Homily For Holy Family – 1st Sunday Of Christmas (1)

Acting and Praying Together: Living the Spirit of the Holy Family of Nazareth

           Rdgs: (1st: Sirac 3, 2-6. 12-14: Ps 128, 1-5; 2nd: Col 3, 12-21: Gos: Lk 22, 22-40)           

This brief reflection was written by Rev. Fr. Njoku Canice Chukwuemeka, C.S.Sp. He is a Catholic Priest and a Member of the Congregation of the Holy Ghost Fathers and Brothers (Spiritans). He is currently working at the Sanctuario del Espiritu Santo, en Dorado, Puerto Rico, del Internacional Grupo Espiritano De Puerto Rico – Republica Dominicana. For more details and comments contact him on: canice_c_njoku@yahoo.com, canicechukwuemeka@gmail.com.

On this first Sunday of Christmas season year B, the church invites us to celebrate the Holy Family of Nazareth, the family of Jesus, Mary and Joseph. Sociologically speaking, the family is described as the nucleus of the human society. It is the place where life and learning begins. Today’s celebration is meant to remind us of the specific and important role of the sacred institution of family in our lives. The church reminds us through today’s celebration that the sustenance and subsistence of our society and world at large, hinges on the continuous existence of the family. Therefore today, the church presents the Holy Family to us as the model for all families who fear and walk in the ways of God.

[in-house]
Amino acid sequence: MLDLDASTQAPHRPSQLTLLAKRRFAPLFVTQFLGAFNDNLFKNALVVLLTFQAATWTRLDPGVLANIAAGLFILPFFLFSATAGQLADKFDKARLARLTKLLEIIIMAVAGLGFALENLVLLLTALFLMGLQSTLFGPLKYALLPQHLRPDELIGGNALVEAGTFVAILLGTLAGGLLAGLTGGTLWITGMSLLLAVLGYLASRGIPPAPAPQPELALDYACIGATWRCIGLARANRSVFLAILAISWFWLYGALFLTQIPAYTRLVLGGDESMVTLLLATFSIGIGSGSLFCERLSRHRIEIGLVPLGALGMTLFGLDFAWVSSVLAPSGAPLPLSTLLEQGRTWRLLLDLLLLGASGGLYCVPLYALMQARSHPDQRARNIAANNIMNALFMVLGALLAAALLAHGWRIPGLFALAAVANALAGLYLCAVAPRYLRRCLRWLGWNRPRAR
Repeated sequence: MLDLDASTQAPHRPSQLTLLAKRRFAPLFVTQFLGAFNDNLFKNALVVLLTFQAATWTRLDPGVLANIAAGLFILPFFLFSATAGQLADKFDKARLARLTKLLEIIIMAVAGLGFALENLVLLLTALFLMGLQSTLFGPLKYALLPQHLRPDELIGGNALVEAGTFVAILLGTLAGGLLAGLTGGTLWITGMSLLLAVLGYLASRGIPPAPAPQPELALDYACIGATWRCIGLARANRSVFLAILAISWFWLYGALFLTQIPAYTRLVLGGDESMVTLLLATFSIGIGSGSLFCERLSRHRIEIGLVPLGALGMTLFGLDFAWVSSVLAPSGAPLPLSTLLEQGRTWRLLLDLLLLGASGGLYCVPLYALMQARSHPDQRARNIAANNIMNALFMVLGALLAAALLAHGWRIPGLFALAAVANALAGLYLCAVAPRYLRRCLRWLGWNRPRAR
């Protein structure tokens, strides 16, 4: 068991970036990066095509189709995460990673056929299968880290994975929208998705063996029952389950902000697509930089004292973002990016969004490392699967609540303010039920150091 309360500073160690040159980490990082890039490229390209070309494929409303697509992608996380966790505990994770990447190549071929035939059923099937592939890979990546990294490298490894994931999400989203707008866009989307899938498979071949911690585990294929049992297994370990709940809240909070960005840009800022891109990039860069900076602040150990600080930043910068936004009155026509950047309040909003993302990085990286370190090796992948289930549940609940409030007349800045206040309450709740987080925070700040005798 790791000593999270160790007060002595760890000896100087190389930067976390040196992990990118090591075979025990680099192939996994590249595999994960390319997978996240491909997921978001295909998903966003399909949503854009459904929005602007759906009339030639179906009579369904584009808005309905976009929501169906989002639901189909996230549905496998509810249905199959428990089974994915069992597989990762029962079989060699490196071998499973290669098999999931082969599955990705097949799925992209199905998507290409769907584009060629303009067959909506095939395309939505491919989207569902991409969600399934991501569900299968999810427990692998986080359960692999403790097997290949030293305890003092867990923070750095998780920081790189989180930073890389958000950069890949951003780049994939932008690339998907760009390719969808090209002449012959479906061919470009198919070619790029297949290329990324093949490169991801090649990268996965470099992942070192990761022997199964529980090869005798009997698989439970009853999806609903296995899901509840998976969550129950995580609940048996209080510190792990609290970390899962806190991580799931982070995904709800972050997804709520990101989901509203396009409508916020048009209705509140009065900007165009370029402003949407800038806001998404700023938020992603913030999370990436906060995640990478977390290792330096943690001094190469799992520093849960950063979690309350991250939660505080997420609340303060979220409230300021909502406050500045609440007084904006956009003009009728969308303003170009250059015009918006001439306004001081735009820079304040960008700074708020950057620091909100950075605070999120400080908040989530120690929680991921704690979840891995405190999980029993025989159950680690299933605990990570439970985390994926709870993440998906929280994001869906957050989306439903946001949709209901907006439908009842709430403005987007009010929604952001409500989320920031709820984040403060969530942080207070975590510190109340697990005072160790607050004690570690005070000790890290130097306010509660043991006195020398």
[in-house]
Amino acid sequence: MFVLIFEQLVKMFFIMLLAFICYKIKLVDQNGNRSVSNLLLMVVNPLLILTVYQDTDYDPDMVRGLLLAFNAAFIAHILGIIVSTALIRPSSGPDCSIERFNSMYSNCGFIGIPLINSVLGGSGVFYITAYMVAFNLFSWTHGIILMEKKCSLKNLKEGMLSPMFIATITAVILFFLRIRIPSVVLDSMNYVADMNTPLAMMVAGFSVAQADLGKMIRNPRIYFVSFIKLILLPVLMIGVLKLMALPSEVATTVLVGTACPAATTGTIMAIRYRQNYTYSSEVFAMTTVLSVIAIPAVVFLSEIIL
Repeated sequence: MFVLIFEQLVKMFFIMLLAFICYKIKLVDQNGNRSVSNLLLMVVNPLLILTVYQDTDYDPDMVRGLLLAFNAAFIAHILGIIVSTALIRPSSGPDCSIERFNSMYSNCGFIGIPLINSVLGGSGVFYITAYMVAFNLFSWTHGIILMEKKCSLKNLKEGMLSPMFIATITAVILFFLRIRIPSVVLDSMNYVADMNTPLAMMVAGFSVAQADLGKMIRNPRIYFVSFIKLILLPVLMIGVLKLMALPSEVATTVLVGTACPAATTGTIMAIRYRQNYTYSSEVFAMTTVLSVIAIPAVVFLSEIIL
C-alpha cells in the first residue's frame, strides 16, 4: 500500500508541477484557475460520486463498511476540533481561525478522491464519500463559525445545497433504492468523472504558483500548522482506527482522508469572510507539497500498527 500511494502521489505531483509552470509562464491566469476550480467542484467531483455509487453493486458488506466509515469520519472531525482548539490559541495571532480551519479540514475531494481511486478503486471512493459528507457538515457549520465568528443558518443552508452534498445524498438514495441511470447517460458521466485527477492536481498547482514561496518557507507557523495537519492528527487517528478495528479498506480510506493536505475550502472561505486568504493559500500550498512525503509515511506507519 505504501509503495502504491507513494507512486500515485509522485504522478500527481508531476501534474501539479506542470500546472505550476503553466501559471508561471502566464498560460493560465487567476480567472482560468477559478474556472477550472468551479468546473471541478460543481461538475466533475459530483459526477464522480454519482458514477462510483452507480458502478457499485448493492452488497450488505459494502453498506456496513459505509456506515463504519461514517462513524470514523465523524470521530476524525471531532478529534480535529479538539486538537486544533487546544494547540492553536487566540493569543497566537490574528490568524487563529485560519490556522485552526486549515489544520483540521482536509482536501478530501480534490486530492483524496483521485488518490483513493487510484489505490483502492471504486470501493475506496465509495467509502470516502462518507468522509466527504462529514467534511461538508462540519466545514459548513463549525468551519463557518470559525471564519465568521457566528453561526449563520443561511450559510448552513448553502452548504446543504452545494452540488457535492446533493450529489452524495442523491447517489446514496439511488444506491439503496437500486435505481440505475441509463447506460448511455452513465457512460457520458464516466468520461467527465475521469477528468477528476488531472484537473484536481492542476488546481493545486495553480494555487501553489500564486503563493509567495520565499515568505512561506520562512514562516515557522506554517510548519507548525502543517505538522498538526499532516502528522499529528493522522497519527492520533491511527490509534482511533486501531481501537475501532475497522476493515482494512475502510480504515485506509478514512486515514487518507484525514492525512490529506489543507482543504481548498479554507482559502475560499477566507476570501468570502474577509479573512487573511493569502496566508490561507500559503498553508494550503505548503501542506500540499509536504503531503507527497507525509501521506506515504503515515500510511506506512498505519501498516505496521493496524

Today’s celebration underscores the fact that an ideal family is made up of basically a man and a woman, and if God wills, children (Ps.127). Any union other than this in the name of family is an aberration, “pseudomonic” (false), and against God who in the beginning made them male and female. He did not take the ribs of Adam to create another man for Adam to cohabit with. Instead, he took Adam’s ribs and out of it created a biologically and functionally different being, woman (Gen 1 and 2). This call therefore comes at the most appropriate time when the costly fabrics of this sacred institution are greatly threatened and been swiftly eroded by all sorts of unhealthy, demonic, ill-fated ideologies, philosophies, cultural, religious, and odd social practices. To say that the devil and his cohorts are making frantic effort to poison and destroy it completely, might be stating the obvious in a most simple and mild way. In spite of this, there is still hope for this sacred institution.